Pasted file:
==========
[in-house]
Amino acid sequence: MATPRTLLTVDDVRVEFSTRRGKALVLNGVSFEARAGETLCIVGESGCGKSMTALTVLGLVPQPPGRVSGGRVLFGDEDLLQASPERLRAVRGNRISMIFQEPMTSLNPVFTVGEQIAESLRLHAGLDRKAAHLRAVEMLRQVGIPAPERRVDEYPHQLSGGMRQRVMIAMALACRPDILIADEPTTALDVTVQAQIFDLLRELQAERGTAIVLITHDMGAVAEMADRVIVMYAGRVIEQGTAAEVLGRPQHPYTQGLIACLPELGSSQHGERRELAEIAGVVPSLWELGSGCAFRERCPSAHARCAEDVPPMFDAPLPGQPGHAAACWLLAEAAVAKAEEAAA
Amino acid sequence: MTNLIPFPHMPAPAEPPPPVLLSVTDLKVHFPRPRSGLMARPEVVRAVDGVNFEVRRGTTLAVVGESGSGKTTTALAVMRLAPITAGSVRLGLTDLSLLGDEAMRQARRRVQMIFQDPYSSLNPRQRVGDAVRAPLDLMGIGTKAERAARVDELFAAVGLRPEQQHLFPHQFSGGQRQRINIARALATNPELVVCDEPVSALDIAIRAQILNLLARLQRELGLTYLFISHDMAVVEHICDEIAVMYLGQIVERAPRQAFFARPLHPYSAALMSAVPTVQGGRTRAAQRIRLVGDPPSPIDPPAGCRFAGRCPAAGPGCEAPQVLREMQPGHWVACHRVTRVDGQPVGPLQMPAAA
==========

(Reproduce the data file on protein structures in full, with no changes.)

[in-house]
Amino acid sequence: MATPRTLLTVDDVRVEFSTRRGKALVLNGVSFEARAGETLCIVGESGCGKSMTALTVLGLVPQPPGRVSGGRVLFGDEDLLQASPERLRAVRGNRISMIFQEPMTSLNPVFTVGEQIAESLRLHAGLDRKAAHLRAVEMLRQVGIPAPERRVDEYPHQLSGGMRQRVMIAMALACRPDILIADEPTTALDVTVQAQIFDLLRELQAERGTAIVLITHDMGAVAEMADRVIVMYAGRVIEQGTAAEVLGRPQHPYTQGLIACLPELGSSQHGERRELAEIAGVVPSLWELGSGCAFRERCPSAHARCAEDVPPMFDAPLPGQPGHAAACWLLAEAAVAKAEEAAA
Amino acid sequence: MTNLIPFPHMPAPAEPPPPVLLSVTDLKVHFPRPRSGLMARPEVVRAVDGVNFEVRRGTTLAVVGESGSGKTTTALAVMRLAPITAGSVRLGLTDLSLLGDEAMRQARRRVQMIFQDPYSSLNPRQRVGDAVRAPLDLMGIGTKAERAARVDELFAAVGLRPEQQHLFPHQFSGGQRQRINIARALATNPELVVCDEPVSALDIAIRAQILNLLARLQRELGLTYLFISHDMAVVEHICDEIAVMYLGQIVERAPRQAFFARPLHPYSAALMSAVPTVQGGRTRAAQRIRLVGDPPSPIDPPAGCRFAGRCPAAGPGCEAPQVLREMQPGHWVACHRVTRVDGQPVGPLQMPAAA